Recently, there has been a lot of talk about President Obama’s alleged “assault on religious liberty” for requiring employers’ health insurance providers to cover birth control for women. The opposition claims that the government is unconstitutionally intruding on their religious liberty while the President asserts he is requiring that men and women be treated equally in respect to health insurance benefits. The discussion does raise the question of where the line dividing separation of church and state should be drawn. But what about when the government asserts that it has the power to remove public officials from office because they choose not to believe in the existence of “God?”
In January, the Clinic was presented with a question about a section of the North Carolina Constitution that disqualifies certain people from holding office, whether elected or appointed. Article VI, Section 8 of the North Carolina Constitution requires that “the following persons shall be disqualified for office: . . . [A]ny person who shall deny the being of Almighty God.”
On its face, North Carolina’s disqualification directly violates the United States Constitution’s First Amendment Establishment and Free Exercise Clauses and Article VI, Clause 4 that prohibits religious tests for officeholders. After all, freedom of religion encompasses not only the right to practice the religion of your choosing, but also the right not to practice any religion at all.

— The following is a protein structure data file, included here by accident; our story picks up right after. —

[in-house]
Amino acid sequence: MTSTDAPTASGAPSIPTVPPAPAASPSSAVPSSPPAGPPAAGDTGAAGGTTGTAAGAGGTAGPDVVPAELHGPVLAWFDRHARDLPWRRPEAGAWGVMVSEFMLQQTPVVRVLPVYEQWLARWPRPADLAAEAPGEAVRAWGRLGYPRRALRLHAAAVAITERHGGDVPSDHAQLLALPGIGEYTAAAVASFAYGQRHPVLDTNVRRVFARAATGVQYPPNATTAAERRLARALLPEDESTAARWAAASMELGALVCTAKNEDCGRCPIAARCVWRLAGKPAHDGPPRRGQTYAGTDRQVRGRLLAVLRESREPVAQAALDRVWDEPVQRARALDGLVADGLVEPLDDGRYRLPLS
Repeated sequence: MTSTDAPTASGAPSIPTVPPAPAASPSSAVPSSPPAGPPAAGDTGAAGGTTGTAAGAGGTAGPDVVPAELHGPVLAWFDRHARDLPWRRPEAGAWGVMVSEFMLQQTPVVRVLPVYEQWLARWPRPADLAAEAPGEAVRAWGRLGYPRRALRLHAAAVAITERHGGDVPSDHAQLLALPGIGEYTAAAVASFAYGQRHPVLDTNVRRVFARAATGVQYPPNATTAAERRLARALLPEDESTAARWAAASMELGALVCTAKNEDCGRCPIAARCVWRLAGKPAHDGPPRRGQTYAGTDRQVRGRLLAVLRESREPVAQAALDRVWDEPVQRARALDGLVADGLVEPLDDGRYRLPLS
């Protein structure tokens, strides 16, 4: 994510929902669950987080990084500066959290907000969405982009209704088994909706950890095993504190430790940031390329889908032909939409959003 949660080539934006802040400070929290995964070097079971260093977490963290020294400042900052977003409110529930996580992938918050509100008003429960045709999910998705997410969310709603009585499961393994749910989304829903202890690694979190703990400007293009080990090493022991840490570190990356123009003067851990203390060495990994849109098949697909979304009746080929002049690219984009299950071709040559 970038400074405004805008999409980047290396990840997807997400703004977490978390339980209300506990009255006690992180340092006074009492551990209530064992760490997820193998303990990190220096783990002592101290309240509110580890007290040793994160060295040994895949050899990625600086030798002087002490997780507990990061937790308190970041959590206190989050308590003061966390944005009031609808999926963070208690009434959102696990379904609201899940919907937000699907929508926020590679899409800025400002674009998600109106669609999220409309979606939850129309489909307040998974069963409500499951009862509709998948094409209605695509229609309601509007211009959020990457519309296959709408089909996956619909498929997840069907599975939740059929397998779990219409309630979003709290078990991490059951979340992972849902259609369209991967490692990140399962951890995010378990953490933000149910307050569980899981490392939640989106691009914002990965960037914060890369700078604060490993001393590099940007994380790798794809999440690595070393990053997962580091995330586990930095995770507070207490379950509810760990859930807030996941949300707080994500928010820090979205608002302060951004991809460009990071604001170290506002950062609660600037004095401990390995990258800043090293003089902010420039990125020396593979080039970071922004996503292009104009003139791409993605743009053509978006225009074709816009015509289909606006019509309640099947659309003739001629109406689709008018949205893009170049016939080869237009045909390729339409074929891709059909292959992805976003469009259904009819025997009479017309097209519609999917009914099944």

In researching this project, Clinic student Jordan Dupuis found that Pennsylvania, Arkansas, South Carolina, Maryland, Texas and Tennessee had similar provisions to North Carolina’s. In 1961, the United States Supreme Court held in Torcaso v. Watkins, 367 U.S. 488 (1961), that Maryland’s bar against nonbelievers was a violation of the First and Fourteenth Amendments. In 1997, South Carolina’s Supreme Court ruled in Silverman v. Campbell, 486 S.E.2d 1 (S.C. 1997), that South Carolina’s disqualification provision was unconstitutional, citing Torcaso.
In his research, Jordan determined that North Carolina has not recently applied the nonbeliever disqualification, if ever having applied it at all. And in 1970, the North Carolina Legislature tried to remove the section by amendment, but was unable to do so due to lack of support.
Because of Torcaso, North Carolina’s disqualification of nonbelievers has been likely rendered ineffective. While this may be the case, the best route to remedy the unconstitutional prohibition would be to strike the provision by either amending North Carolina’s constitution or challenging the nonbeliever disqualification in court. If you have any information about a government attempt to enforce this disqualification please contact Jordan Dupuis at email@example.com.
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